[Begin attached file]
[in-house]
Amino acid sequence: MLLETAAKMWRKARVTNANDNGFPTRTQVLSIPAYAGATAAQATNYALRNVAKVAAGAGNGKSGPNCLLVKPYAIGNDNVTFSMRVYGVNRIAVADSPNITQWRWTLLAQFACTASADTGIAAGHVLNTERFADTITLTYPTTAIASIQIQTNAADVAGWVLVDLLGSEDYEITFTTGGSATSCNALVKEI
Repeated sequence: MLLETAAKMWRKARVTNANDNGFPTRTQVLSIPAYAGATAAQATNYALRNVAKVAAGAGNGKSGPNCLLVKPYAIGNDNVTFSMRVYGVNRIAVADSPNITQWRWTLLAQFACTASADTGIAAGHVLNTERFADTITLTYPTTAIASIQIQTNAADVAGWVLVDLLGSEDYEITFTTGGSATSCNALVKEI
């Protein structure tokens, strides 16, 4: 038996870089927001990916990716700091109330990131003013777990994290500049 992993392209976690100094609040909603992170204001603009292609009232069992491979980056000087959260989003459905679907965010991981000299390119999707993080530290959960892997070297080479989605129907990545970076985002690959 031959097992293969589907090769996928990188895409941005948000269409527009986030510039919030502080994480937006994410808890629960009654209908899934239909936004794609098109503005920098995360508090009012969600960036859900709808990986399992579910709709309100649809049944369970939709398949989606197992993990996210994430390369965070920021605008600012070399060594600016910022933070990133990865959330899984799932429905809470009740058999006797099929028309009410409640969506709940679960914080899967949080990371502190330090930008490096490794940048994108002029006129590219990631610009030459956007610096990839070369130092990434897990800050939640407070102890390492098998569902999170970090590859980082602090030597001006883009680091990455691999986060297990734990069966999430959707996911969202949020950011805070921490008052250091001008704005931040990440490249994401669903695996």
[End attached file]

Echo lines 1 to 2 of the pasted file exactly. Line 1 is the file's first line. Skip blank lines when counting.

[in-house]
Amino acid sequence: MLLETAAKMWRKARVTNANDNGFPTRTQVLSIPAYAGATAAQATNYALRNVAKVAAGAGNGKSGPNCLLVKPYAIGNDNVTFSMRVYGVNRIAVADSPNITQWRWTLLAQFACTASADTGIAAGHVLNTERFADTITLTYPTTAIASIQIQTNAADVAGWVLVDLLGSEDYEITFTTGGSATSCNALVKEI